Monday, January 21, 2019

5th Grade


5th Grade

I lied. I do remember my 5th grade teacher’s name. Mrs. Medillo. She said in my school year book that I was her “busy bee reader.” I kept track of all the books I read on index cards. I had a stack of them. I didn’t know how to score the books I read more than once. It seemed a miracle that because of redistricting I was able to spend 5th grade back at my old school Driscoll, except by this time my friends had moved on. We were different on a scale that only a tween would understand. I was desperate to read a friend, a book that loved me for who I was—somewhat nerdy, existential, an optimistic fatalist.

Little Women.

I could actually see Jo staring into the depth of her grief when she opened Beth’s hope chest, where the mementos of her short life were stored. Even today, my throat catches every time I read this passage. I am Jo, the writer, smudging the outside of my finger as my hand rushes over fresh ink on the page.

Secretly I nurture a secret power.

Friday, January 18, 2019

4th Grade


4th Grade
We moved in the middle of 3rd grade, from one neighborhood to another. Yet it necessitated a switch from Driscoll Elementary to Stingley. At recess I was an outcast. There was a sign, a symbol really, by a door that we never used. I must have asked someone and they said it was a bomb shelter. What?

At Stingley I decided to read every book on the shelves in the school library. I got through the Ds. I stumble upon an old-fashion book by Nancy Barnes titled The Wonderful Year about a girl much like myself whose heart breaks when her family has to move. She also rode a bike. I read the book through once, twice, three times. I remember telling my mother about it. Here was my story, told in fiction, about another girl in another time, yet it was also about me.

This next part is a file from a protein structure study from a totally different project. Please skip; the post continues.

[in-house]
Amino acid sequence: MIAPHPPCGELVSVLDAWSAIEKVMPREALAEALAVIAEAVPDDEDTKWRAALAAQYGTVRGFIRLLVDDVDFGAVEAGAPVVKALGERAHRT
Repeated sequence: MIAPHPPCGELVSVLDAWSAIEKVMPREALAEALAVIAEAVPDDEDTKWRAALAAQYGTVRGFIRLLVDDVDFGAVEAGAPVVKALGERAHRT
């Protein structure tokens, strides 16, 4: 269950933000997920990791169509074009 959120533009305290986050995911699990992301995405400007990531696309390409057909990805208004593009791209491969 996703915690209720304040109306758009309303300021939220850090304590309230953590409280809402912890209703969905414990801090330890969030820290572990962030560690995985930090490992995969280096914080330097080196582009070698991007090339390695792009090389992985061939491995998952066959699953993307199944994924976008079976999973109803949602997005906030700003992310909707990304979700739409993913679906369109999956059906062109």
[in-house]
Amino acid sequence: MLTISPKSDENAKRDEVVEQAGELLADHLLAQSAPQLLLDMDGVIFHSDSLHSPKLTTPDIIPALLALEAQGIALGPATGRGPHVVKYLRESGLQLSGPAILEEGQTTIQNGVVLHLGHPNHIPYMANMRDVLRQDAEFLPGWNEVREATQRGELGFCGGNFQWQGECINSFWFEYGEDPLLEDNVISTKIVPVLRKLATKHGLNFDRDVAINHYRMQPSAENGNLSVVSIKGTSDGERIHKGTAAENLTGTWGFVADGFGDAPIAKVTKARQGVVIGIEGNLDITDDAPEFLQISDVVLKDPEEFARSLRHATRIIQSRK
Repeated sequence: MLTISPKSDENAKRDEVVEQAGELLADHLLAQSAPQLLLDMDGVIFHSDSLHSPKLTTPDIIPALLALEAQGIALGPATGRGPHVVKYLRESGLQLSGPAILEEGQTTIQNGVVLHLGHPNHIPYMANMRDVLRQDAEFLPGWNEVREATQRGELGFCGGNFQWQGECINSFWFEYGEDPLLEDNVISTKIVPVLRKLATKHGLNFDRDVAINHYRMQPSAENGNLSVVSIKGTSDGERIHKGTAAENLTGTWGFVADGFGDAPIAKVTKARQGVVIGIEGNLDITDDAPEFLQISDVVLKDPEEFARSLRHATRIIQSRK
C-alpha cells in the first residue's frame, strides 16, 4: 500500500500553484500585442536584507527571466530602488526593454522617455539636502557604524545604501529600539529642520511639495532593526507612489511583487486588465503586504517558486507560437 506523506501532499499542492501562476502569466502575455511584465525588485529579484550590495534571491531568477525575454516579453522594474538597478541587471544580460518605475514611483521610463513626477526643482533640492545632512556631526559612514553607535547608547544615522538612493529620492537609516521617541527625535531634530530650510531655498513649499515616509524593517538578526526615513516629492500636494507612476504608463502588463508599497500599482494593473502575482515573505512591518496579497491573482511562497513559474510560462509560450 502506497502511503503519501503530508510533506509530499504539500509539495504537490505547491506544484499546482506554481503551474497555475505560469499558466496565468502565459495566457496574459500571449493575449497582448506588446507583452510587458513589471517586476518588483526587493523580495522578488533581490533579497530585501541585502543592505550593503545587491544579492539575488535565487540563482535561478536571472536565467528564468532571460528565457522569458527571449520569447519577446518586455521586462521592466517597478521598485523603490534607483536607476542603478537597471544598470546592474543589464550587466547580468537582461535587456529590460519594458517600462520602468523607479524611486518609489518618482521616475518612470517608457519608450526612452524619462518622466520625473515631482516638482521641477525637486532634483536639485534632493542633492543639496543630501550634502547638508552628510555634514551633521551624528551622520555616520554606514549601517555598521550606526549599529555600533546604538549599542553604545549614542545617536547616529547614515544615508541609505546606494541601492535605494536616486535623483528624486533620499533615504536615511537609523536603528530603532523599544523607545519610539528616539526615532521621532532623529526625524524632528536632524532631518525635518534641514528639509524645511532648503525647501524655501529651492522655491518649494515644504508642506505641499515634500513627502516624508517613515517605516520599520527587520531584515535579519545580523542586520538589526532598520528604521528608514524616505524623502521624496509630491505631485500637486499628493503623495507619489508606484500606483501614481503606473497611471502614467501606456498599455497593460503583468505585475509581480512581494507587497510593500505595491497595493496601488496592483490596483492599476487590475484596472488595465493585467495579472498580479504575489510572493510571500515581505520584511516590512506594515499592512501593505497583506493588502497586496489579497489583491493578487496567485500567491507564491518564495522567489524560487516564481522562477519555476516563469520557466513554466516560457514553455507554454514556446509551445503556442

In my school picture I flash a cheesy grin. I took the photographer literally when he demanded that I smile. Pinned to my jumper was a seal with a marble-size fake pearl for a body. I still have this pin.


Wednesday, January 16, 2019

3rd Grade


3rd Grade


No one bothered to straighten my bow. Peter Pan collars were very popular growing up. Later I would gravitate toward angular, heavily ironed collars. In high school I’d sew my own clothes. But for now I was stuck with whatever my mother picked out for me. One time she took me shopping at Elder-Beerman’s where I was forced to browse the chubby girl section. It took a while, but eventually I would attempt to assert some autonomy over my clothes choices. Mostly I wore hand-me-downs from my sister Nancy who was only one year older.

Case in point: 

Though I was a slow reader, books became very important to me. My teacher (I cannot remember a single teacher’s name) read Charlotte’s Web to the class. I can still hear the sing-song back-and-forth lyricism in her voice as she read the scene of the kids on the tire swing in the barn. I was confused by the ending because up to that point no one had ever died in a book I’d read. Also I thought the title should feature Wilbur. It would be later that I’d realize the sacrificial heroics of Charlotte. She was a true friend.